The ongoing #DataMustFall campaign in South Africa has one aim: to reduce internet services charges by telecommunications providers in the country.
In South Africa, everything must fall.
From #ZumaMustFall, #RhodesMustFall to #FeeMustFall, now #DataMustFall, hashtag has been trending on social media for the past two weeks in South Africa.
The ongoing #DataMustFall campaign in South Africa has one aim: to reduce internet services charges by telecommunications providers in the country many argued. Others disagreed, saying it might have some political motives.
The hashtag #DataMustFall has been trending nationwide on social media since it was launched on Thursday 15, September, 2016.
Part of the data must fall campaign focuses on how much data costs in other countries in comparison to South Africa. Report shows that 1GB of data costs R22 in Nigeria, R32 in Namibia—while it costs R150 in South Africa
Thabo Molefe, who started the campaign, says that a drop in prices would enable students to access online materials useful to their studies.
"Young people should be able to enjoy the benefits of e-learning by downloading textbooks online or catching up on a lecture on YouTube, but they can't do that because everything revolves around data and Wi-Fi," he tweeted.
He appealed to cellular providers to lower their costs within 30 days or he would move to the network provider that did make a change.
In the wake of the campaign, many are speculating a likely political motive attached to the campaign. This is because the ongoing campaign started on the heel of some recently held campaigns in the country.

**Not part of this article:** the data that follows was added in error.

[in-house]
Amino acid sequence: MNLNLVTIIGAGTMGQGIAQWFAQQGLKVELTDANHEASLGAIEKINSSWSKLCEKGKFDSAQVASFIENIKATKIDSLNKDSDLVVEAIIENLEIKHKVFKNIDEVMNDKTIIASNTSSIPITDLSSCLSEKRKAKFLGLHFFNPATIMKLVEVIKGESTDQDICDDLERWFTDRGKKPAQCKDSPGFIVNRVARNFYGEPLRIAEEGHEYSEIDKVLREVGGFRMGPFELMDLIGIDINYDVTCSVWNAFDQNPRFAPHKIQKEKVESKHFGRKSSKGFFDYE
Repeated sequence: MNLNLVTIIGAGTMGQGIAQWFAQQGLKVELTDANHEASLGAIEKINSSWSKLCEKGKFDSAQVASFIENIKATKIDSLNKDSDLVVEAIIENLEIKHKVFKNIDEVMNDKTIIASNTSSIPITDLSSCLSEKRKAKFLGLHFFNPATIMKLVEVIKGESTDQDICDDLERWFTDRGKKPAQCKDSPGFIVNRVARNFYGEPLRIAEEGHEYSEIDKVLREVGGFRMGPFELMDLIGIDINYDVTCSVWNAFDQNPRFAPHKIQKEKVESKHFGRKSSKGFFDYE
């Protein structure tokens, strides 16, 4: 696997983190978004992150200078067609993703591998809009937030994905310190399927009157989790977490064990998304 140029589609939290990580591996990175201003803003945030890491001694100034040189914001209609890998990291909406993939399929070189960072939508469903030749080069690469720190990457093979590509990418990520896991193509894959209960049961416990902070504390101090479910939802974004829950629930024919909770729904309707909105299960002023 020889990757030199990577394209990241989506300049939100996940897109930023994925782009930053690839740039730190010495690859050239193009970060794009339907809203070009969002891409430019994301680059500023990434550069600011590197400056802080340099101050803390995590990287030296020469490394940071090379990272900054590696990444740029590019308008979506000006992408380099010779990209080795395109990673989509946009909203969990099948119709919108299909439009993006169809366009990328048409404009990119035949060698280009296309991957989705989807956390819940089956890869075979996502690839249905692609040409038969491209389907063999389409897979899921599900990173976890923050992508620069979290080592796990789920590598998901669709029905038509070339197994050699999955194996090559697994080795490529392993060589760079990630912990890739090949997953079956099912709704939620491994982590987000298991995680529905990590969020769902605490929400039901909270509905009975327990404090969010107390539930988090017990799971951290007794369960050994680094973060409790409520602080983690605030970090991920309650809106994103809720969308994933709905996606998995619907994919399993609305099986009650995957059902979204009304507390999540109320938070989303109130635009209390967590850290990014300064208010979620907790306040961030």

For instance, the #RhodesMustFall campaign- a call to topple a statue of colonialist Cecil Rhodes as well as #ZumaMustFall- a campaign against President Jacob Zuma were recently carried out in the country. To this end, some said this might be another example of the past campaigns.
A new twist to the campaign is the possibility of a clash between Telecom service providers and the Economic Freedom Fighters in the country if the internet service charge is not reduced. The body alongside other local unions in the country have called on the Independent Communications Authority of South Africa (ICASA) to order mobile telephone operators to lower their tariffs with immediate effect.
The parliamentary committee for telecommunications has decided to hold public hearings over the cost of high-speed internet following the outcry.
Thabo “Tbo Touch” Molefe on Thursday announced that he had been invited to address the parliamentary Portfolio Committee on Telecommunications and Postal Services about high cost of broadband in South Africa next week.
“History in the making, Parliament ICT committee has invited me to speak next week Thursday! Our government is listening,” Molefe tweeted on Thursday
A Measuring the Information Society Report, ITU (2015) released said around three in 10 people in Africa have access to the internet.
The report said Africa lags behind average global internet penetration, which is just under 50%.
It added that South African internet costs are low compared to the rest of Africa. It’s 66th in global ranking.
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